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As Long As Trees Last

Hoa Nguyen, similar to Louis Zukofsky—another poet whose work indelibly again and again proves the apt suitability of the term when intended as sincere compliment and appropriately applied—deserves the title of A Poet’s Poet. Nguyen’s poems approach pure poetry. That is to say, there’s no shtick, no commentary, no gloss, or outside concern beyond what the poem is busying itself being as a momentary occurrence of heightened language use. Any intrusion or obscuration is absent. While it’s obviously possible to situate Nguyen within a historical English language poetic lineage (which would run something like: Chaucer, Wyatt, Donne, Shakespeare, the Wordsworths, Keats, the Shelleys, Dickinson, Hopkins, Whitman, Hawthorne, Melville, Stein, Pound, Zukofsky, Olson, Duncan, Kerouac, Whalen, Notley, Mayer, Kyger) her work exists in a timeless flow of language and song; daily routines, observances, and distractions carrying the poems along:

Hoa Nguyen, similar to Louis Zukofsky—another poet whose work indelibly again and again proves the apt suitability of the term when intended as sincere compliment and appropriately applied—deserves the title of A Poet’s Poet. Nguyen’s poems approach pure poetry. That is to say, there’s no shtick, no commentary, no gloss, or outside concern beyond what the poem is busying itself being as a momentary occurrence of heightened language use. Any intrusion or obscuration is absent. While it’s obviously possible to situate Nguyen within a historical English language poetic lineage (which would run something like: Chaucer, Wyatt, Donne, Shakespeare, the Wordsworths, Keats, the Shelleys, Dickinson, Hopkins, Whitman, Hawthorne, Melville, Stein, Pound, Zukofsky, Olson, Duncan, Kerouac, Whalen, Notley, Mayer, Kyger) her work exists in a timeless flow of language and song; daily routines, observances, and distractions carrying the poems along:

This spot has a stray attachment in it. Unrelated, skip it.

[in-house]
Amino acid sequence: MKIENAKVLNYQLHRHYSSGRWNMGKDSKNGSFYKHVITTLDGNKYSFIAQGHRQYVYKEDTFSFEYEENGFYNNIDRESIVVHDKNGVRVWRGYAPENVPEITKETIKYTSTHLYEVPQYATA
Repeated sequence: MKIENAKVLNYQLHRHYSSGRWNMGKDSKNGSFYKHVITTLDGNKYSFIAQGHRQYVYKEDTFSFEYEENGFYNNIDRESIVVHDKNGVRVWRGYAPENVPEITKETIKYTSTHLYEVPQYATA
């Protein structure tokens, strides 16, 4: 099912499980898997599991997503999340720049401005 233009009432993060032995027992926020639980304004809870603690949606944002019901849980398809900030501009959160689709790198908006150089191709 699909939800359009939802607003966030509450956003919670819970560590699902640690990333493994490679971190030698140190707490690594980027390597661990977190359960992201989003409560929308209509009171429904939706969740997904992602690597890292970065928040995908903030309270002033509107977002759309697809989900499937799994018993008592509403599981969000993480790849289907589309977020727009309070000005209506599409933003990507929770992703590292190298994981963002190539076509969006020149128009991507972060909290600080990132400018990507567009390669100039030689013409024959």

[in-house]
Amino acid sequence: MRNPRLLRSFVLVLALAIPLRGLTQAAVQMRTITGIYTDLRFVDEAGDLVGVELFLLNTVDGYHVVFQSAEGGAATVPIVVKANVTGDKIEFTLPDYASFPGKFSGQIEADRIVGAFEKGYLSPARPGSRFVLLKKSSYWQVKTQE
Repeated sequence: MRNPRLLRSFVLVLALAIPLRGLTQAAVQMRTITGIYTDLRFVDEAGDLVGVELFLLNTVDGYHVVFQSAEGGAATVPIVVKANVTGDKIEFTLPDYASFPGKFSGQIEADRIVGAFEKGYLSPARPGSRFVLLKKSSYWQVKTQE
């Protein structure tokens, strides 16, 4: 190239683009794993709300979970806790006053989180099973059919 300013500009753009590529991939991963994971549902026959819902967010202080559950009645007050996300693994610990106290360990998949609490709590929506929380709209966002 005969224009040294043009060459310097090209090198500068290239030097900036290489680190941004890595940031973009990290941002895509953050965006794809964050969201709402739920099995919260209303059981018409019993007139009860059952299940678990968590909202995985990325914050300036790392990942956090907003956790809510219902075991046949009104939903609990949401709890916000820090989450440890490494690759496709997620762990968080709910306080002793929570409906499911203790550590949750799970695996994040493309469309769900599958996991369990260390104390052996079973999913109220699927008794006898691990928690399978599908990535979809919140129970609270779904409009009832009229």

Keep the minutes
like that     Rug smacking me
on the back to say
Wake up to this mountain of matter

Spent match in one shoe

Motors glug under
the sun of Sunday

The sun is spring

We read The Histories
“The discovery of iron is a bad thing”

         —SPRING EQUINOX 2010

Nguyen is comfortable living with the poem. Anything and everything is allowed in for utterance. There are no gimmicks. When writing, she lets what comes have its way. Adhering to the poetic axiom of nothing broached, nothing gained.

Superman could just hold
coal and crush it
into diamond

More men millionaires

I have thought for
a dirty starved circle

Thus began my habit then
of stealing certain things from men

         —KNEES SONNET

Syllabic play: the language as silly putty on the page. Nguyen brings strength of integrity to stand back of any New York School jokiness or banter. Even at her lightest and airiest there’s a solemn throb as in prayer or sacred occasion.

One recurring totem appears throughout Long As: “chinaberry.” It’s in the title of two poems and is found in the body of text for several others. Nguyen is originally from the Mekong Delta, an area under French Colonialism during the 19th Century, the regime which of course gave way to the American proto-war for her generation of Americans: Vietnam. Given that the Chinaberry is a non-native plant (behaving more characteristically as a weed than tree) originally from Asia and brought over by a French botanist, it’s tempting to read some autobiographical symbolic graphing into Nguyen’s predilection for using the image.

Nguyen is clearly a poet of the lyric. But the line of song she’s hearing which sets the tune is ongoing and constant. Not consistent, constant. It rises and falls in the everyday, coming and going through her days as it does across this book. Encompassing her routines, her family affairs, both the political and the social, physical as well as mental landscape, it is both summation and a welcoming cadence of what’s yet to come into her surroundings. Something elemental and raw that is destined always to be around while also ever desiring to be found:

I hear the half-animal
half-unreal song in the leaves
of your gaze where the
middle stays

The middle part playing
again and again

         —CAN’T HELP IT

The pleasure of her discovering it anew arrives in poem after poem.

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